Castlecomer Discovery Park stands on the site of what was once part of the Wandesforde Estate, for over 300 years. Originally from Yorkshire, the family were descendants of Christopher Wandesforde who came to Ireland in 1636. Mining in Castlecomer began in the mid 17th Century with the extraction of iron ore. The Wandesforde family were responsible for the opening up of a number of coal seams and over time earned quite a large fortune from coal mining. In 1865, miners started to find strange animal fossils among the coal. William Booking Brownrigg, a scholar, came to examine them and he found something much more significant, the remains of ancient amphibians.
Charles Darwin published his book ‘On the Origin of Species’ in 1859 just 6 years before the discovery of the amphibian fossils near Castlecomer. In it he outlined his theory of the evolution of animals through natural selection. He was strongly criticised by many scientists because he dared to contradict the teachings of the church and it was many years before his teachings were widely accepted.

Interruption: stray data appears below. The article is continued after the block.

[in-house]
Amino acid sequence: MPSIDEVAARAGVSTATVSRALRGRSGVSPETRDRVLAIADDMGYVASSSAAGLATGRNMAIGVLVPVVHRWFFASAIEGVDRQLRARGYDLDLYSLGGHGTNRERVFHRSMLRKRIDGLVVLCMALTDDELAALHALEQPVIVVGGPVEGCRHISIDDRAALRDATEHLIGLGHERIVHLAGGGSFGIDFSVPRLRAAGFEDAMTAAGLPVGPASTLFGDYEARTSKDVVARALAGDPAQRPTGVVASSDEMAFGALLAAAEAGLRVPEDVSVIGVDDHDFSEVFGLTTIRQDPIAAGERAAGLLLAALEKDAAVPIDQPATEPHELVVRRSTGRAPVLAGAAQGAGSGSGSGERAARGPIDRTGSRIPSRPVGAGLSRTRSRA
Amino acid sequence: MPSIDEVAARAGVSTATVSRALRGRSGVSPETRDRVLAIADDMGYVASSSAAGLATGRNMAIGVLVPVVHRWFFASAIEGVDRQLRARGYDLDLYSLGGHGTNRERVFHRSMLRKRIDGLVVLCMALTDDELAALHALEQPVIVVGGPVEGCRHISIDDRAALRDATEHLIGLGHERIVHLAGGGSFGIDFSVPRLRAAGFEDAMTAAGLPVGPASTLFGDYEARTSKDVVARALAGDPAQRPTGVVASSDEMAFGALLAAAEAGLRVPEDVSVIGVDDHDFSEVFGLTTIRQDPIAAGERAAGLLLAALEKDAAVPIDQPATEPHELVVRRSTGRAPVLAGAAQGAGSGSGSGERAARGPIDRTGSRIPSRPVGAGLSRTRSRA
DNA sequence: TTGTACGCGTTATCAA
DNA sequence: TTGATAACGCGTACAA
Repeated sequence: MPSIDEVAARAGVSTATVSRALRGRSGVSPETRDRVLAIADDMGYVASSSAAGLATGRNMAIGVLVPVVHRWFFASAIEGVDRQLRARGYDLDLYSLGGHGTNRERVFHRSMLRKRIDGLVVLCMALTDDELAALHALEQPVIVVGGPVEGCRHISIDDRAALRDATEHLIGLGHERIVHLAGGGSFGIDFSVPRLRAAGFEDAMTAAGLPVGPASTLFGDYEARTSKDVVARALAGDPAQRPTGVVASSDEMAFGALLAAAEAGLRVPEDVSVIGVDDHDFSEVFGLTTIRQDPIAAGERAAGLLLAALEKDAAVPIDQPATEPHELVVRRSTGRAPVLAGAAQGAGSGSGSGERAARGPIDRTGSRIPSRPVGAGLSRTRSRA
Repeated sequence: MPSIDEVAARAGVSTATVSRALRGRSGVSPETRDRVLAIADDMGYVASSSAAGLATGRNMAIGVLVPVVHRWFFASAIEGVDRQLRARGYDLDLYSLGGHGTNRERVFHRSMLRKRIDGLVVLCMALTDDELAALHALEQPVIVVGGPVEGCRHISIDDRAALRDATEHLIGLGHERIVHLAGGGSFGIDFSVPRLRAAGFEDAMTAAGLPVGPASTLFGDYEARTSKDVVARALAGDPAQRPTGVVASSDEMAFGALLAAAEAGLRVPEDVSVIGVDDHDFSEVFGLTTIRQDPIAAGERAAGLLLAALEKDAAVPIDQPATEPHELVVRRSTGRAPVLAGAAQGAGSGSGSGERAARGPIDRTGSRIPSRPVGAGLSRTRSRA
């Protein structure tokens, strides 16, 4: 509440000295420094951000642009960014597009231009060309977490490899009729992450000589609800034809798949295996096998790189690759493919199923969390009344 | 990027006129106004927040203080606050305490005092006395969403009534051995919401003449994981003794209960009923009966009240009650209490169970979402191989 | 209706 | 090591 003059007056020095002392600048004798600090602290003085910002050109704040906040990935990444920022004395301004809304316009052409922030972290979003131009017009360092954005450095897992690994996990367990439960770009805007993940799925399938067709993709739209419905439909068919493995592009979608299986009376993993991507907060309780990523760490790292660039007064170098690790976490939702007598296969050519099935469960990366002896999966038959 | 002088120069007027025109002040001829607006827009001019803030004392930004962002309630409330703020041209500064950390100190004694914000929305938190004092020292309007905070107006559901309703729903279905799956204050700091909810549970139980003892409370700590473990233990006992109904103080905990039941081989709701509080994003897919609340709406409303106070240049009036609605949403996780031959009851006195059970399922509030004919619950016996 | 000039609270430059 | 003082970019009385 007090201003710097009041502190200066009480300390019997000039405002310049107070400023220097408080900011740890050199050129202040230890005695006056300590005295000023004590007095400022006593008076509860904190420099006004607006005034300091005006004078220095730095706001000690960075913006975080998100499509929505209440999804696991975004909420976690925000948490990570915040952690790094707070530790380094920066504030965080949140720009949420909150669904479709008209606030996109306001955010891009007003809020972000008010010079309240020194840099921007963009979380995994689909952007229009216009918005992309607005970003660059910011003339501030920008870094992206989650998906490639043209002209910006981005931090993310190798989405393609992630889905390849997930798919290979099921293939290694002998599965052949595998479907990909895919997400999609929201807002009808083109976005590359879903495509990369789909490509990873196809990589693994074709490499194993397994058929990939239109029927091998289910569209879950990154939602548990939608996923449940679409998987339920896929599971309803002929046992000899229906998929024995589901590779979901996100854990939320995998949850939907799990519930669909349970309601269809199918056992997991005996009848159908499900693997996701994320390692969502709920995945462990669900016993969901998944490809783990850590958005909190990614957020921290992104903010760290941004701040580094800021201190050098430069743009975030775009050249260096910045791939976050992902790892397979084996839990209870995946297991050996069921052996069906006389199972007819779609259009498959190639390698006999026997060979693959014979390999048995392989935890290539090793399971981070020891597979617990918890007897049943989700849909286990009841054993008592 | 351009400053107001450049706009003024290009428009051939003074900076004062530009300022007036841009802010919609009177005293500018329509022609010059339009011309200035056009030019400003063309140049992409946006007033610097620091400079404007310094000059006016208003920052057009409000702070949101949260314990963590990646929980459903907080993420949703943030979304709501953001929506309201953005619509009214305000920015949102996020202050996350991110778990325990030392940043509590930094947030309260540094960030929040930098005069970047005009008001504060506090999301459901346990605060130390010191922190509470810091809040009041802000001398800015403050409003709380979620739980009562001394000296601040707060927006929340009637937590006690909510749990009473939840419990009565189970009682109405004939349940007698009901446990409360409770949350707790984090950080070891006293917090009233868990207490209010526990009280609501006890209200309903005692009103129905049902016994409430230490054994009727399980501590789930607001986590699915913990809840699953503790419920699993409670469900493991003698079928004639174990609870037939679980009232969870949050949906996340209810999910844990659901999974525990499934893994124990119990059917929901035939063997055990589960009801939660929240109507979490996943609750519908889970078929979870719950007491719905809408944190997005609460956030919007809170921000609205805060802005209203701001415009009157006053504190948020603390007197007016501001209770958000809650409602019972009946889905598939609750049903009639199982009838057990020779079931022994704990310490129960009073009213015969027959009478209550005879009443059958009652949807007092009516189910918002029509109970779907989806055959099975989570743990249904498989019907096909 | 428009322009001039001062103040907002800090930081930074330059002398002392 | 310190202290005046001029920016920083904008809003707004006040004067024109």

Castlecomer House, the family home was located on the opposite side of the N78 road. The original house was built in 1638 and was burned down during the Battle of Castlecomer in 1798. A bigger house was built in its place in 1802 during the time of Lady Anne Ormonde. Most of the building was demolished in 1975 as it was no longer in use and had fallen into disrepair. Nothing now remains of the house. The Visitor Centre is located in what was originally the farm yard and kitchen gardens of the estate. The stables and many of the farm buildings have been restored and now house the craft units and the education facilities. The original walled garden is now home to a small herd of Fallow and Sika Deer, a flock of Jacob Sheep, Charlie the hand reared pig and sometimes Arthur the donkey!